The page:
Testing IGBTs

Preamble

Inside a broken Electrolux induction hotplate, ETD28KS, there is a IGBT, H20R1203. Other hotplates I had tried to fix were MOSFETs that controlled the current to the heating coil, see Fixing a hotplate.

Most videos on YouTube or web guides seem to focus on IGBT packages, the large black blocks, that contain two IGBTs, and refer to C2/E1.

However, I want to test only one single IGBT, not a pair.

This is the hotplate

This is the IGBT

This is the PCB (the IGBT is bottom left):

The package showing the leads and Gate, Collector and Emitter:

The Gate of an IGBT takes little or no current, only a voltage control. The Collector-Emitter (CE) junction carries the high current.

This differs from the Base of a BJT which is current controlled.

Links

Videos

Guides

  • Testing an IGBT – This seems to contain an error at 1.2. The check should be from C1 to C2/E1 (and not C2/E1 to C1 as this will show a diode voltage drop). However, this may be checking that the diode itself is not shorted. In that case the leads should be reversed on both checks for shorts, to check for short across the diode and across the CE junction.

Notes

First video

From How to test an IGBT with a Multimeter

First test – Collector Emitter Junction test

  1. Short the Gate and Emitter
  2. DMM in Diode mode
  3. Positive lead to Emitter, Ground lead to Collector
  4. Diode drop expected
  5. Positive lead to Collector Ground to Emitter
  6. Open circuit

Second test – Gate oxide test

  1. DMM in diode resistance mode
  2. Gate to Collector resistance- should be open circuit
  3. Gate to Emitter resistance – should be open circuit

Second video

From How To Test an IGBT, it is pointed out that there is a diode from Emitter to Collector, as shown in the datasheet for the H20R1203:

Hence the diode voltage drop across EC, in step 4 of the first test (Collector Emitter Junction test).

First test – Ground short

  1. DMM on Diode check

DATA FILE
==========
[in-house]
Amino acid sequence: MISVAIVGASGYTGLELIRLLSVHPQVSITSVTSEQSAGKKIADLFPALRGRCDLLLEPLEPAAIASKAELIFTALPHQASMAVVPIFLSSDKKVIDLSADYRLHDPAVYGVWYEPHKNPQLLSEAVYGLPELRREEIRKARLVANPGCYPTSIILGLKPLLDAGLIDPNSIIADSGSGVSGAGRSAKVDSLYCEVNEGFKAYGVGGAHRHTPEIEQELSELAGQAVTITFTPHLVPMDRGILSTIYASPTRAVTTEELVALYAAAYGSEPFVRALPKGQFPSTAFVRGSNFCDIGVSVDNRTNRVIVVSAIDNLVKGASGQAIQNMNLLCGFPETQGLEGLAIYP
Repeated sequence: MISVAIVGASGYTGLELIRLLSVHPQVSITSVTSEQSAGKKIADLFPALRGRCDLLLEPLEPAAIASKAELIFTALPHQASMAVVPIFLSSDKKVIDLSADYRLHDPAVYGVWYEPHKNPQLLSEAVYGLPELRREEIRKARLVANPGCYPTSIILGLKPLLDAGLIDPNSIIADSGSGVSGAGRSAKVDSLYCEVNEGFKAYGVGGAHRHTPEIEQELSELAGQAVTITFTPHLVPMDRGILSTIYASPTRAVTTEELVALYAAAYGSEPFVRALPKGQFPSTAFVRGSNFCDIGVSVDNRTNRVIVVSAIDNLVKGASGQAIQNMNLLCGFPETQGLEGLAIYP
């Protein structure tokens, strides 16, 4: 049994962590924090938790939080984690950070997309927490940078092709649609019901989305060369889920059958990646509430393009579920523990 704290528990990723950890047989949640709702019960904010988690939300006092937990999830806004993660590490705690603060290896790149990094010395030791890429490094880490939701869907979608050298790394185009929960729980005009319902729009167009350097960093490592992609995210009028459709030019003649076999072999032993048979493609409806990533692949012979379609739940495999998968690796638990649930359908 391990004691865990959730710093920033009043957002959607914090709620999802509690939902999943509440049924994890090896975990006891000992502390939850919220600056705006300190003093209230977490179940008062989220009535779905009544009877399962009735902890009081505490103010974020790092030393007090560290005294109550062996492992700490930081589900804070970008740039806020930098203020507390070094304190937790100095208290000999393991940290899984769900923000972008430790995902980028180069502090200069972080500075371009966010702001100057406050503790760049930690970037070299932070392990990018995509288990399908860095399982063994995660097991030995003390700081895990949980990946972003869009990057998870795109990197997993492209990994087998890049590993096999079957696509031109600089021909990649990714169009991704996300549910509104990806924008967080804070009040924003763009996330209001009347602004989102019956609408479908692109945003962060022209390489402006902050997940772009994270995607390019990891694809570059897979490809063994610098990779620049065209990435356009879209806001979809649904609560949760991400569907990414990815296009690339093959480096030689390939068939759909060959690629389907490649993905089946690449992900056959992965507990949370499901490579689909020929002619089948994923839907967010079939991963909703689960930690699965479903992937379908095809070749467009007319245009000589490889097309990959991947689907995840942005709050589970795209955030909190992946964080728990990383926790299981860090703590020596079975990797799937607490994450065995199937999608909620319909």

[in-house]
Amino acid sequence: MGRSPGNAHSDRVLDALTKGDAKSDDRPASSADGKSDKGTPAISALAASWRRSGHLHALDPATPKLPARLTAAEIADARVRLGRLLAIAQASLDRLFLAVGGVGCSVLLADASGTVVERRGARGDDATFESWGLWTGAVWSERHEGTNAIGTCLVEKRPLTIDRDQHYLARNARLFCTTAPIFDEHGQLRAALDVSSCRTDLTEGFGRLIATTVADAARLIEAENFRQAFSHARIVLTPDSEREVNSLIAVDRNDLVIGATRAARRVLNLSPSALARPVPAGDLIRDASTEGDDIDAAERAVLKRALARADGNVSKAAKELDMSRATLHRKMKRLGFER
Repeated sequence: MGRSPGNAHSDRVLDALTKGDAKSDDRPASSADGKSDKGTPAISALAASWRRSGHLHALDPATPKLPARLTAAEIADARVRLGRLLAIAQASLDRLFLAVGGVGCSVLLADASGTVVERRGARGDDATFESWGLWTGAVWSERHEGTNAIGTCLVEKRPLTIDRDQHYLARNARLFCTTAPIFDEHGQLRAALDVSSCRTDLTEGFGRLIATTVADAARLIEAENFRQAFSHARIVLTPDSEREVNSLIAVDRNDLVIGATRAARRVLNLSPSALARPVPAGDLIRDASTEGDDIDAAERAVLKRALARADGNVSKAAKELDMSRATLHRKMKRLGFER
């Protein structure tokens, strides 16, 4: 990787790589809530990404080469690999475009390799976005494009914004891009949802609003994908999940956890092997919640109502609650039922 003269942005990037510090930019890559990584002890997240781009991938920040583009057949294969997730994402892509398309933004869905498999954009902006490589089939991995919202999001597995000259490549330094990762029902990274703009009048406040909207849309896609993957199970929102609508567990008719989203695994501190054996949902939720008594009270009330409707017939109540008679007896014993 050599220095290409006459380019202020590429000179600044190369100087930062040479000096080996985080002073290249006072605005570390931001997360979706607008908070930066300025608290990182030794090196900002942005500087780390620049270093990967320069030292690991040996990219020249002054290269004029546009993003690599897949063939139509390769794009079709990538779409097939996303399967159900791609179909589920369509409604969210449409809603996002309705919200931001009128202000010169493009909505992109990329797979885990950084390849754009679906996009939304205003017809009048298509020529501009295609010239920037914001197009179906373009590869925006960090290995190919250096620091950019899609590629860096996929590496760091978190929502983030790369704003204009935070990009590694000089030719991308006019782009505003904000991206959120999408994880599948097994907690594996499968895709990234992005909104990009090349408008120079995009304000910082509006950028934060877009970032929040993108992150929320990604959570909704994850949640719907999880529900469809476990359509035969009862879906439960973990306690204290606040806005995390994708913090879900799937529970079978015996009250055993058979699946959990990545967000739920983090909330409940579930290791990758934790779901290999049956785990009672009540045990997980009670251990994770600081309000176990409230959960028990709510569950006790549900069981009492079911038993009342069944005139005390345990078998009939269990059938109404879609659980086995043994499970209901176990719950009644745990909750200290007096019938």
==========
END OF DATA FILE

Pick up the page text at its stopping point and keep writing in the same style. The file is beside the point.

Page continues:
2. Short gate and emitter to remove any charge from the gate.
  3. Positive to ground, negative lead to gate, collector, emitter
  4. All three should be open circuit

Gate Emitter check

  1. Short gate and emitter to remove any charge from the gate.
  2. Test gate (positive lead) to emitter (negative lead)
  3. Should be open circuit (DMM diode check voltage is three voltage max and not enough to turn on IGBT)

High current check

  1. Short gate and emitter to remove any charge from the gate.
  2. positive lead to collector
  3. Negative lead to emitter
  4. Expect to see open circuit
  5. positive lead to emitter
  6. Negative lead to collector
  7. Expect to see diode voltage drop – a short circuit is very bad and IGBT is fried.

Gate to anything

  1. Short gate and emitter to remove any charge from the gate (optional for this test, but still good practice).
  2. Positive lead to Gate,
  3. Negative lead to Collector and Emitter.
  4. Expect to see Open circuit on both
  5. Reverse leads: Negative lead to Gate
  6. Positive lead to Collector and Emitter
  7. Expect to see Open circuit on both – again

Charged gate

  1. Negative lead to emitter
  2. Positive lead to Gate – now the gate is charged
  3. Positive lead to collector
  4. Negative lead to emitter
  5. You should see a voltage drop (~0.45 V) as current is now passed from collector to emitter

Possible faults:

  • Bad transistor has short from gate to emitter – 0.013 V dropped

Guide

This guide, Testing an IGBT, is useful, but a little confused for the shorted check. Also if it is checking resistance then the DMM should be on a resistance setting and not diode. This is how I would use it:

1. CHECK FOR SHORTED IGBT
Using a digital ohmmeter on the resistance scale:

  1. Measure resistance between C2/E1 and E2. Reverse leads and check again.
  2. Measure resistance between C1 and C1. Reverse leads and check again.

If you measure a short (0 ohms) in step 1a. or 1b., the IGBT is not usable.

2. TURN ON Q1, Q2
Using a digital ohmmeter on the resistance scale:

  1. Touch the + (red) meter lead to G1 and the – (black) to E1.
  2. Touch the + (red) meter lead to G2 and the – (black) to E2.
  3. Measure resistance between C1 and C2/E1. Should read a low resistance (about a diode drop). Reverse meter leads, reading should be the same.
  4. Measure resistance between E2 and C2/E1. Should read a low resistance (about a diode drop). Reverse meter leads, reading should be the same.

3. TURN OFF Q1, Q2
Using a ohmmeter on the resistance scale:

  1. Touch the + (red) meter lead to E1 and the – (black) to G1.
  2. Touch the + (red) meter lead to E2 and the – (black) to G2.
  3. Measure resistance between C2/E1 (+) and C1 (-). Should read a low resistance (same as in step 2c.). Reverse meter leads. Read infinite resistance.
  4. Measure resistance between C2/E1 (-) and E2 (+). Should read a low resistance (same as in step 2d.). Reverse meter leads. Read infinite resistance.

Note: Some digital ohmmeters do not have enough power to turn on an IGBT. A 9 volt battery may be used instead.

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